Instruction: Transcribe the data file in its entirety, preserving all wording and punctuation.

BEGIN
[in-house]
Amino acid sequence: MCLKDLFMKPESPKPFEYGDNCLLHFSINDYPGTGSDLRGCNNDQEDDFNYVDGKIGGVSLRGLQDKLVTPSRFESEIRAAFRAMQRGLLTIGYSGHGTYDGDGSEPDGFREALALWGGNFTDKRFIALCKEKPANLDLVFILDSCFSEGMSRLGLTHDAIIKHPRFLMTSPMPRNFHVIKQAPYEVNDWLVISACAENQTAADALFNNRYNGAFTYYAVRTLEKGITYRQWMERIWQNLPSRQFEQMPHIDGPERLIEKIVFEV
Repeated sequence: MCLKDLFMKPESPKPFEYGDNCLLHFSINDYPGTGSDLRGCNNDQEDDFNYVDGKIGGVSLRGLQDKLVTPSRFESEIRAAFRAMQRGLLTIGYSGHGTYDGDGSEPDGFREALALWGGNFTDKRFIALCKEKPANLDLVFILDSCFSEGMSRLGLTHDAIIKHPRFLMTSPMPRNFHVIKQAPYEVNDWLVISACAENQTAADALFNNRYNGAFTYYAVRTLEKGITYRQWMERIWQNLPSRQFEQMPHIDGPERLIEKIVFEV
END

[in-house]
Amino acid sequence: MCLKDLFMKPESPKPFEYGDNCLLHFSINDYPGTGSDLRGCNNDQEDDFNYVDGKIGGVSLRGLQDKLVTPSRFESEIRAAFRAMQRGLLTIGYSGHGTYDGDGSEPDGFREALALWGGNFTDKRFIALCKEKPANLDLVFILDSCFSEGMSRLGLTHDAIIKHPRFLMTSPMPRNFHVIKQAPYEVNDWLVISACAENQTAADALFNNRYNGAFTYYAVRTLEKGITYRQWMERIWQNLPSRQFEQMPHIDGPERLIEKIVFEV
Repeated sequence: MCLKDLFMKPESPKPFEYGDNCLLHFSINDYPGTGSDLRGCNNDQEDDFNYVDGKIGGVSLRGLQDKLVTPSRFESEIRAAFRAMQRGLLTIGYSGHGTYDGDGSEPDGFREALALWGGNFTDKRFIALCKEKPANLDLVFILDSCFSEGMSRLGLTHDAIIKHPRFLMTSPMPRNFHVIKQAPYEVNDWLVISACAENQTAADALFNNRYNGAFTYYAVRTLEKGITYRQWMERIWQNLPSRQFEQMPHIDGPERLIEKIVFEV